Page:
Lizard Radio by Pat Schmatz


When Kivali–better known as Lizard–was little, her guardian, Sheila, told her that the lizard people dropped her on Earth as a baby to one day meet a great destiny. Lizard doesn’t know if that’s true or not, but she has always felt different from other kids; in the world of Pat Schmatz’s Lizard Radio, Lizard is what’s known as a “bender,” a person whose assigned gender is different from their actual experience of their gender: a trans person, in our world. Even though she uses she/her/hers as her pronouns, Lizard has never felt like a girl, and sometimes that makes her feel like she’s not even human. Her identity is a total mystery to her. Everything gets even more confusing when Sheila drops her off at a place called CropCamp, a government-run summer camp for teenagers, where she’s supposed to learn how to farm and become a good citizen. Sheila hates the government, though, and has always told Lizard to stand up to authority, so why would she send her here?

This book is awesome and magical in a lot of ways, including the weird, wonderful language of the narration, the complexity of the friendships that Lizard makes, the characters themselves, the nuances and secrets of the society they live in, and the fact that the narrator is so often confused; it’s a treasure trove for anyone who loves stories of summer camps and/or dystopian worlds, and it’s intensely relatable for folks of LGBTQ+ identities.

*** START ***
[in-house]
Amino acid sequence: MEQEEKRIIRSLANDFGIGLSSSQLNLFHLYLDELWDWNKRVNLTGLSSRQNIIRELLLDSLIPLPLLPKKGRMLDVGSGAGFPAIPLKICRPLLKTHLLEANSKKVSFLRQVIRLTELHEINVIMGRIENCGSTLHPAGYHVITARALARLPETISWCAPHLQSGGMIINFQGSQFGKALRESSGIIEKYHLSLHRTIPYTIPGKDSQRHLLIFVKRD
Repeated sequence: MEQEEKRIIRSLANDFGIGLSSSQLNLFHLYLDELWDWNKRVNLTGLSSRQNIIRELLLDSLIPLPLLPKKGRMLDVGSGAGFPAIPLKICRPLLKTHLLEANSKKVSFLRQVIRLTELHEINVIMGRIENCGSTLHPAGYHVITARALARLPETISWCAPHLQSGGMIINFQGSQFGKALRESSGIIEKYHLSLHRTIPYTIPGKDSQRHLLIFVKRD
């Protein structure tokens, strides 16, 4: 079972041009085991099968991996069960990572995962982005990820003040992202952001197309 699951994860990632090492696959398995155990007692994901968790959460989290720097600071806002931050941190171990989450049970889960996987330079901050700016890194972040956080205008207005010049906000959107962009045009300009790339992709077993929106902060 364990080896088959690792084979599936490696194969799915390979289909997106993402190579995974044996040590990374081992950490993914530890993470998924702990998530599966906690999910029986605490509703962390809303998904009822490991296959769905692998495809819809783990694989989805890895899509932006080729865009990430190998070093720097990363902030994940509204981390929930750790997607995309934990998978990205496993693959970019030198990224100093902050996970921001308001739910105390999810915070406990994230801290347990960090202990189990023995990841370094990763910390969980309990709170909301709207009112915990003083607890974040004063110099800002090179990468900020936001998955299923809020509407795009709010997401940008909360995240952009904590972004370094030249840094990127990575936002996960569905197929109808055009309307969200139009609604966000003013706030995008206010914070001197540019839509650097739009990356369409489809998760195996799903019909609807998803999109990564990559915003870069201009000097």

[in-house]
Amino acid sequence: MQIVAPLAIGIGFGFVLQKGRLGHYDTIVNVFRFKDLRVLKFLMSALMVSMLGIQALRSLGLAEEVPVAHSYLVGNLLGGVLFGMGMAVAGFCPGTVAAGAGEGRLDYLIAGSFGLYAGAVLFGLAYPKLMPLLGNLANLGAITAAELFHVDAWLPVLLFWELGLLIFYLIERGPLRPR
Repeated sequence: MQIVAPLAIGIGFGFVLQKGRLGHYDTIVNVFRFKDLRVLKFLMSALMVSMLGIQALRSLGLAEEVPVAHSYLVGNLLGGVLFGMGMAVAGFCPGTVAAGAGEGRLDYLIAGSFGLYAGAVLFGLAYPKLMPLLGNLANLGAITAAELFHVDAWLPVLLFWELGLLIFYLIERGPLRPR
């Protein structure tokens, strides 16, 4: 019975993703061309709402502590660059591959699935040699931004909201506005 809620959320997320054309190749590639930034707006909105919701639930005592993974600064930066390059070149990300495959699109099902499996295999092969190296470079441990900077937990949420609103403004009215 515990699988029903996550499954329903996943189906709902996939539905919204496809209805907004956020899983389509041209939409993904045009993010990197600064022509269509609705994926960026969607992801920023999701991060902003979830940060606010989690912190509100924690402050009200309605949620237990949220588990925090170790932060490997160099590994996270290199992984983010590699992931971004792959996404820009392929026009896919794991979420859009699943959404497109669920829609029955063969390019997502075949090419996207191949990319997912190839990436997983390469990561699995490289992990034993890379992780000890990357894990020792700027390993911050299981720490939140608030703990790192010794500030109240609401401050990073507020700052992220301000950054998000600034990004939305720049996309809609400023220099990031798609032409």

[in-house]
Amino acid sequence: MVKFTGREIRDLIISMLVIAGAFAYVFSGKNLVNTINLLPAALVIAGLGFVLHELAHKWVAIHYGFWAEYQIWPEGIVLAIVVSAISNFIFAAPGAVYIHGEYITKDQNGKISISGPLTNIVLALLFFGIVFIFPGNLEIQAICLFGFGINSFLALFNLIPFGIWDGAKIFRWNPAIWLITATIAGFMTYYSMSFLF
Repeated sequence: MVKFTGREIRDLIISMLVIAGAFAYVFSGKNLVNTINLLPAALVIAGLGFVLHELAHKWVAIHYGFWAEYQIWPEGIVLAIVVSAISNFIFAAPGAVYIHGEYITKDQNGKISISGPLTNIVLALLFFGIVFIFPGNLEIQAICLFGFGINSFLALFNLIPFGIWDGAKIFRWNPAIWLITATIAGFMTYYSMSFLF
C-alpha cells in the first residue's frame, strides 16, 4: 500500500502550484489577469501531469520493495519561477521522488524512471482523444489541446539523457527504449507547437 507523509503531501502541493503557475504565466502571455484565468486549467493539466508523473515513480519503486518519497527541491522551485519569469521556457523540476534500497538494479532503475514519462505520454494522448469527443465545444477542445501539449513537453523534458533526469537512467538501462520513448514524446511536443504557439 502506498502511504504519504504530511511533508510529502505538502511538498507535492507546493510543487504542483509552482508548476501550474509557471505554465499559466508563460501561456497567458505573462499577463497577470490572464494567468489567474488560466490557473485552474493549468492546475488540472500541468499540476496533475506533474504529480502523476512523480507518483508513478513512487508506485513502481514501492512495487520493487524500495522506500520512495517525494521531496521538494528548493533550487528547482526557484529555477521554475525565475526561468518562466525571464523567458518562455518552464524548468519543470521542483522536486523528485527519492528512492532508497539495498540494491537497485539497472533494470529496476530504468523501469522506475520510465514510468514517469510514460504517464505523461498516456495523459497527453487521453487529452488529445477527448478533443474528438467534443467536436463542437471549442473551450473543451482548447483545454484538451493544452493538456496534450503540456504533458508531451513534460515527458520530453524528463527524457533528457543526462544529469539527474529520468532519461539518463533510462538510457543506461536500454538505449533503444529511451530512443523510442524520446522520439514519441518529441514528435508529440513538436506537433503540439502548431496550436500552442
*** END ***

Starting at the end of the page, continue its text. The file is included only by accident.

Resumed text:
Lizard’s confusion–about who she is, what she wants, who she’s supposed to be, etc.–is one of my favorite things about Lizard Radio. For many LGBTQ+ people in our world, coming out is a scary and potentially dangerous process in which the risks are so great that it’s safer to pretend to be something we’re not, or to try to actually become that thing; we worry all the time that the people around us might catch on to our real selves. We can’t afford to be confused or even look like we’re confused, because that could lead to us getting bullied, harassed, thrown out of our homes, physically attacked, arrested, or killed. The fact that Lizard is allowed to be confused about herself throughout the book is invaluable for young LGBTQ+ readers who feel the same way about themselves, and it’s one of many things that make Lizard a compelling character and narrator.

My other favorite part of this book is how the characters are the main focus. It’s not trying to be A Book About LGBTQ+ Issues–it’s a book about kids. They all feel real; nobody is all good or all bad, and it’s hard to fully love or hate anyone. Lots of strange and interesting things happen, and there are new terms to learn and ideas to grapple with, but at the end of the day, Lizard Radio shows its heart in its characters, and that’s what makes it so good and so fun to read.

Schmatz, Pat. Lizard Radio. Somerville, MA: Candlewick Press, 2015. Print.


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